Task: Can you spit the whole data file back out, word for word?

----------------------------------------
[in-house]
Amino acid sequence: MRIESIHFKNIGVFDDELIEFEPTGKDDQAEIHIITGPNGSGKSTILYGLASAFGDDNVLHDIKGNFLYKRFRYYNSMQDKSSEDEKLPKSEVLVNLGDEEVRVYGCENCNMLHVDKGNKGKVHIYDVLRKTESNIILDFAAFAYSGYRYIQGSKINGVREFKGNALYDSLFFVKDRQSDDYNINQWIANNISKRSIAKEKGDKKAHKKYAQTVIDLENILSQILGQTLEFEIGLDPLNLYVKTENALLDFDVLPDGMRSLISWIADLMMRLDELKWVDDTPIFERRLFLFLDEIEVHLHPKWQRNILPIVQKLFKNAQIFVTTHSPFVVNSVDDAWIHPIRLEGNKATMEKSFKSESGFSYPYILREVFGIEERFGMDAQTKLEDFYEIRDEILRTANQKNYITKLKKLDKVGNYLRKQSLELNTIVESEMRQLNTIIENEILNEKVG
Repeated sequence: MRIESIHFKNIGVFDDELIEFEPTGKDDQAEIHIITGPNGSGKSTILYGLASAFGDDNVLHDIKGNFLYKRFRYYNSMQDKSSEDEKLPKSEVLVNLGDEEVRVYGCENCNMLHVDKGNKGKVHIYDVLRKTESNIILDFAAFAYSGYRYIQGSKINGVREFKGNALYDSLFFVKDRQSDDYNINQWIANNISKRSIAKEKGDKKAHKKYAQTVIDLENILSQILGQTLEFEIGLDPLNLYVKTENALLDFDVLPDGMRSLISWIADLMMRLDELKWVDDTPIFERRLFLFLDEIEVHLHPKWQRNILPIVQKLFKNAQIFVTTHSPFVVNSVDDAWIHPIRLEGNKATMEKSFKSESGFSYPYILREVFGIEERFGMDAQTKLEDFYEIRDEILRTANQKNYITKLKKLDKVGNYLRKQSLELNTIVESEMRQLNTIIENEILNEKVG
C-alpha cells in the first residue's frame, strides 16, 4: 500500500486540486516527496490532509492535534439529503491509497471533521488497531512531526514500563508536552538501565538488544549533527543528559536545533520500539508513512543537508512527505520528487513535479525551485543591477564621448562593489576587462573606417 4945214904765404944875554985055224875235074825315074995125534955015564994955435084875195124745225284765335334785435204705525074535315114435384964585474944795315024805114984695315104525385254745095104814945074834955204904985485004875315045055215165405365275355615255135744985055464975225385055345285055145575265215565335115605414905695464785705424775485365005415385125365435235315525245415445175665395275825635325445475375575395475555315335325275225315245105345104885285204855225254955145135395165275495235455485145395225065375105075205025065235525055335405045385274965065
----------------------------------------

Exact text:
[in-house]
Amino acid sequence: MRIESIHFKNIGVFDDELIEFEPTGKDDQAEIHIITGPNGSGKSTILYGLASAFGDDNVLHDIKGNFLYKRFRYYNSMQDKSSEDEKLPKSEVLVNLGDEEVRVYGCENCNMLHVDKGNKGKVHIYDVLRKTESNIILDFAAFAYSGYRYIQGSKINGVREFKGNALYDSLFFVKDRQSDDYNINQWIANNISKRSIAKEKGDKKAHKKYAQTVIDLENILSQILGQTLEFEIGLDPLNLYVKTENALLDFDVLPDGMRSLISWIADLMMRLDELKWVDDTPIFERRLFLFLDEIEVHLHPKWQRNILPIVQKLFKNAQIFVTTHSPFVVNSVDDAWIHPIRLEGNKATMEKSFKSESGFSYPYILREVFGIEERFGMDAQTKLEDFYEIRDEILRTANQKNYITKLKKLDKVGNYLRKQSLELNTIVESEMRQLNTIIENEILNEKVG
Repeated sequence: MRIESIHFKNIGVFDDELIEFEPTGKDDQAEIHIITGPNGSGKSTILYGLASAFGDDNVLHDIKGNFLYKRFRYYNSMQDKSSEDEKLPKSEVLVNLGDEEVRVYGCENCNMLHVDKGNKGKVHIYDVLRKTESNIILDFAAFAYSGYRYIQGSKINGVREFKGNALYDSLFFVKDRQSDDYNINQWIANNISKRSIAKEKGDKKAHKKYAQTVIDLENILSQILGQTLEFEIGLDPLNLYVKTENALLDFDVLPDGMRSLISWIADLMMRLDELKWVDDTPIFERRLFLFLDEIEVHLHPKWQRNILPIVQKLFKNAQIFVTTHSPFVVNSVDDAWIHPIRLEGNKATMEKSFKSESGFSYPYILREVFGIEERFGMDAQTKLEDFYEIRDEILRTANQKNYITKLKKLDKVGNYLRKQSLELNTIVESEMRQLNTIIENEILNEKVG
C-alpha cells in the first residue's frame, strides 16, 4: 500500500486540486516527496490532509492535534439529503491509497471533521488497531512531526514500563508536552538501565538488544549533527543528559536545533520500539508513512543537508512527505520528487513535479525551485543591477564621448562593489576587462573606417 4945214904765404944875554985055224875235074825315074995125534955015564994955435084875195124745225284765335334785435204705525074535315114435384964585474944795315024805114984695315104525385254745095104814945074834955204904985485004875315045055215165405365275355615255135744985055464975225385055345285055145575265215565335115605414905695464785705424775485365005415385125365435235315525245415445175665395275825635325445475375575395475555315335325275225315245105345104885285204855225254955145135395165275495235455485145395225065375105075205025065235525055335405045385274965065